Another treat was when I got to meet the Executive Director of the American Numismatic Society, Ute Wartenberg Kagan, who was assisted at her table by Matt Wittmann, Assistant Curator of American Coins and Currency. It is vital that organizations like the U.S. Mexican Numismatic Association and the American Numismatic Society thrive because they are repositories of knowledge and numismatic material that the average collector might never be able to access otherwise. Collecting is about learning as much as it is about owning.

Ute, Matt and Cori at US Mex Show

While it was a long way to go for a show, I’m glad we were once again able to go. Every show is an opportunity to buy, sell, meet people, show auction lots, and learn!

FUN for All: Report from the summer FUN show in Orlando

16 Jul
Our July FUN Show Table

Our July FUN Show Table

Last week Augi and I manned a table at the summer FUN (for Florida United Numismatists) show at the Orlando Convention Center. It was an unexpectedly busy show, especially considering that our sweltering summers generally have locals running to cooler climates like rats deserting a sinking ship. I guess good inventory trumps hot, humid weather. Check out our online store for our current inventory and great deals and visit our eBay store for more great stuff. If you’re buying, we’re selling!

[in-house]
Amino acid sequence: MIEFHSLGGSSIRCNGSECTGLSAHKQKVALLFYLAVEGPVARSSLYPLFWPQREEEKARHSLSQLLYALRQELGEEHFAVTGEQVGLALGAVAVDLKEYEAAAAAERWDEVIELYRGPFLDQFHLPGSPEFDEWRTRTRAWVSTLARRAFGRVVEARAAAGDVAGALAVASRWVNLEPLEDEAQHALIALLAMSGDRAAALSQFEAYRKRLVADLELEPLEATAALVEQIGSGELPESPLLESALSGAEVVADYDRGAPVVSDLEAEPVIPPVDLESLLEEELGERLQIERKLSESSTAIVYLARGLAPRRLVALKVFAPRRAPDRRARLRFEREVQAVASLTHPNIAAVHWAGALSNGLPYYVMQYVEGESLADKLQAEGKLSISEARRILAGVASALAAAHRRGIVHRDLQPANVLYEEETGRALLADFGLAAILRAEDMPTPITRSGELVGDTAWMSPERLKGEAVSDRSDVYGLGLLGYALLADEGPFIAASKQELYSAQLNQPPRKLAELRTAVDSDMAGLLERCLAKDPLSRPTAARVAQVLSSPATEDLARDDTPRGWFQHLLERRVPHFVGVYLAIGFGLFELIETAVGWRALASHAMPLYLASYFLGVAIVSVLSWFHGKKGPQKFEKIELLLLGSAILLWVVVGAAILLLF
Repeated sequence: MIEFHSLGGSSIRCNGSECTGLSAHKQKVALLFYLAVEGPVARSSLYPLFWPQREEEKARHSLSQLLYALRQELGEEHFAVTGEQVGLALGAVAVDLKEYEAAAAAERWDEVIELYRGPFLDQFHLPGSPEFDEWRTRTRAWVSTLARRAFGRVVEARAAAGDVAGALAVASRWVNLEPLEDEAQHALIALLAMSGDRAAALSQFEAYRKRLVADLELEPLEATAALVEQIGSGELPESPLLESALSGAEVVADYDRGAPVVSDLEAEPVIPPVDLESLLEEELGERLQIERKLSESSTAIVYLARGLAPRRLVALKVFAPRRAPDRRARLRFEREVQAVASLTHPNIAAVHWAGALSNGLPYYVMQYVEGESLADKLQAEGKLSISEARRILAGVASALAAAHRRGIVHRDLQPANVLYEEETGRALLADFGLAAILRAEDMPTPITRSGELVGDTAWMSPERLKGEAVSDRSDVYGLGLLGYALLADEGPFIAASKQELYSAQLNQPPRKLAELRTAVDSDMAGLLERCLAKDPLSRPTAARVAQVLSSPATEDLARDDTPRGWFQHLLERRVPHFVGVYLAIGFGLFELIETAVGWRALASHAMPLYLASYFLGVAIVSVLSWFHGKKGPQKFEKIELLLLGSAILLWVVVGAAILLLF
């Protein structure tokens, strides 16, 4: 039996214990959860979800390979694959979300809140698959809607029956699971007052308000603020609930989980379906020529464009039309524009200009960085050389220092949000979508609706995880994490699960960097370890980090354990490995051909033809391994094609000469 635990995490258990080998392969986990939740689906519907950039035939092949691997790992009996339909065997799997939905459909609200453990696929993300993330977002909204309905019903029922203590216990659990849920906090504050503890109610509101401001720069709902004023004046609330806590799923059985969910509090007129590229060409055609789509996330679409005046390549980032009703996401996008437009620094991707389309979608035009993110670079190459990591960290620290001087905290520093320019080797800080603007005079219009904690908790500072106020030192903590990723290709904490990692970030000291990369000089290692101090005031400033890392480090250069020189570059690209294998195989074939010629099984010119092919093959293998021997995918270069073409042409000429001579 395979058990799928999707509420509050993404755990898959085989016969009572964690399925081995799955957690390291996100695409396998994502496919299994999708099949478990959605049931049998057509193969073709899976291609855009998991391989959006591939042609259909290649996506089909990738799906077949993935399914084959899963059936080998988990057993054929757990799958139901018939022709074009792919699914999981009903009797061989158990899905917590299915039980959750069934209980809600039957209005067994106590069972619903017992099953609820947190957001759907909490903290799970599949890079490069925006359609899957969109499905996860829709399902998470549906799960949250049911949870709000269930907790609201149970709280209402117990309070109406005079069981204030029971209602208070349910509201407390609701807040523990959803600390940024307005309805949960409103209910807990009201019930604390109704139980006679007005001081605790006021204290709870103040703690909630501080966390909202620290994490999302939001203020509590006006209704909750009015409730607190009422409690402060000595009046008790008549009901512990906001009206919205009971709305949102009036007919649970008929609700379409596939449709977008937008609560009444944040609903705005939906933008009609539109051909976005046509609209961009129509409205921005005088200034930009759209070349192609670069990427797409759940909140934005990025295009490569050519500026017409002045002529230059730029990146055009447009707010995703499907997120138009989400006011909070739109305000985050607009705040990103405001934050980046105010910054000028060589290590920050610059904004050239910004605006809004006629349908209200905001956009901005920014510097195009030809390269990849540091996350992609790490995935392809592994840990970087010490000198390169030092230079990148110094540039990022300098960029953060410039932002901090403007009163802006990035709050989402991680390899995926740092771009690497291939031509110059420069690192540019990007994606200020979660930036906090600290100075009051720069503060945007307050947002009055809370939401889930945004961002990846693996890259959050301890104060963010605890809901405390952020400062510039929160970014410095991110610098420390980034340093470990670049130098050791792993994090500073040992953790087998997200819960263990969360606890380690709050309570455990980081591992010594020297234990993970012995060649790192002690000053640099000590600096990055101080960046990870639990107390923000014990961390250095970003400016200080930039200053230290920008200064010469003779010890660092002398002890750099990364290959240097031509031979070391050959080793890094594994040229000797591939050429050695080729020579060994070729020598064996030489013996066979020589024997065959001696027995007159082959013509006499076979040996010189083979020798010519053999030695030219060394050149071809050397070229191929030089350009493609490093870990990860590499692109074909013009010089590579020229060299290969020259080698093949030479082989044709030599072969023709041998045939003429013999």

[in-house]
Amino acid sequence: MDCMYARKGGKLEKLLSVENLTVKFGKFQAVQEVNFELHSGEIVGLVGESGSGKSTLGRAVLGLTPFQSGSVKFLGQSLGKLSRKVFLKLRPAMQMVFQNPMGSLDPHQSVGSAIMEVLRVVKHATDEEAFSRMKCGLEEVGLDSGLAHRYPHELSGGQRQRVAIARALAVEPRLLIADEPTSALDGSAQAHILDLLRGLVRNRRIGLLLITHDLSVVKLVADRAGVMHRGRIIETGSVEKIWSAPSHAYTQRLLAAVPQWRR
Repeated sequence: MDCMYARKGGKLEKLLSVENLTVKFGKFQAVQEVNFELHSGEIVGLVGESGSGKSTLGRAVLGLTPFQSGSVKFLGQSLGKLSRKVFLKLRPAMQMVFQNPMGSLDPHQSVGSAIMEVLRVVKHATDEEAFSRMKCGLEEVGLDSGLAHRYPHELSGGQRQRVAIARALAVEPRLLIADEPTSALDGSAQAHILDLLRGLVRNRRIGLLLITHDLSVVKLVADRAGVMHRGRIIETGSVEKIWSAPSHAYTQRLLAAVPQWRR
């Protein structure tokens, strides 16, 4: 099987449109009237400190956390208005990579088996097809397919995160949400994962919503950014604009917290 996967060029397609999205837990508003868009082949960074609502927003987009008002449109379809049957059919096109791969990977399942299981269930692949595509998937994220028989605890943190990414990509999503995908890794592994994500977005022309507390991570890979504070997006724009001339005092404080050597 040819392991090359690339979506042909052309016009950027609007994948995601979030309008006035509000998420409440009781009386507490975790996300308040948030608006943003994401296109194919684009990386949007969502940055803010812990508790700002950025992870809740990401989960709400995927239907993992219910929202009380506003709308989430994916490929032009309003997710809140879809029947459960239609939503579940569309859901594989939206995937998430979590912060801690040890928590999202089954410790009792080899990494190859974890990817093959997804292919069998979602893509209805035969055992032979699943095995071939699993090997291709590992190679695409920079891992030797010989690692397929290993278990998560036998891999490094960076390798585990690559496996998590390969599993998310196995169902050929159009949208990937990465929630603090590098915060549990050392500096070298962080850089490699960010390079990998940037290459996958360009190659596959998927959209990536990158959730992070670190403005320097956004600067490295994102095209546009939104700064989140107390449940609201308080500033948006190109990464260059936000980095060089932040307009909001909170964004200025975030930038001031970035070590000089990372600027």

Mora manning our table

Mora manning our table

While coin collecting is mostly an adult addiction, it’s nice to see that the FUN show offers treats for the youngsters. The youngest member of our team and Augi’s daughter, Mora, not only spent time scrutinizing our coins, but she also panned for gold just like in the Wild West and learned to carve the die of a hobo nickel. I wonder what she’ll know how to do by the time she graduates from elementary school.

Panning for gold

Panning for gold

Mora carving a hobo nickel

Mora and Josie Beach carving a hobo nickel

So, if you want to visit a coin show with your children, know that many have fun programs that can entertain and educate. Who knows, maybe that will be the spark to create a collector out of him or her.

So You Think You Can Dance (or Produce an Auction Catalog)

25 Mar

We’re in the home stretch with our Sedwick Treasure and World Coin Lot cards for TA #17Auction #17 catalog! Let me tell you why it’s a Herculean effort by a few people…and a job best left to the pros.

Auction and catalog production begins many months prior to the auction date as we reach out to consignors to send or bring their consignments to us for evaluation and approval. This is the really fun part of the auction process because we never know what’s going to come through the door, and picking up packages at the post office seems a bit like Christmas. While most consignments consist of coins, there are also great consignments of artifacts and good old-fashioned pirate stuff:  swords, cannons, cannonballs, blunderbusses. Each coin and artifact is weighed and measured.Dan working on TA #17 (2)

Once we’ve decided that enough is enough and the deadline for consignments has drawn to an end, the real work begins. The order of lots is established (see the table of contents of any one of our catalogs for how we concatenate), and lot cards are designed and printed. Now we can shuffle lots from their temporary order to the lot-card order, and Dan can begin to study each auction lot to write up a description for the catalog. At the same time, Augi fires up his photography studio to begin the time-consuming process of photographing each lot. He will finish the process on the computer to arrive at the beautiful images you see in our catalogs.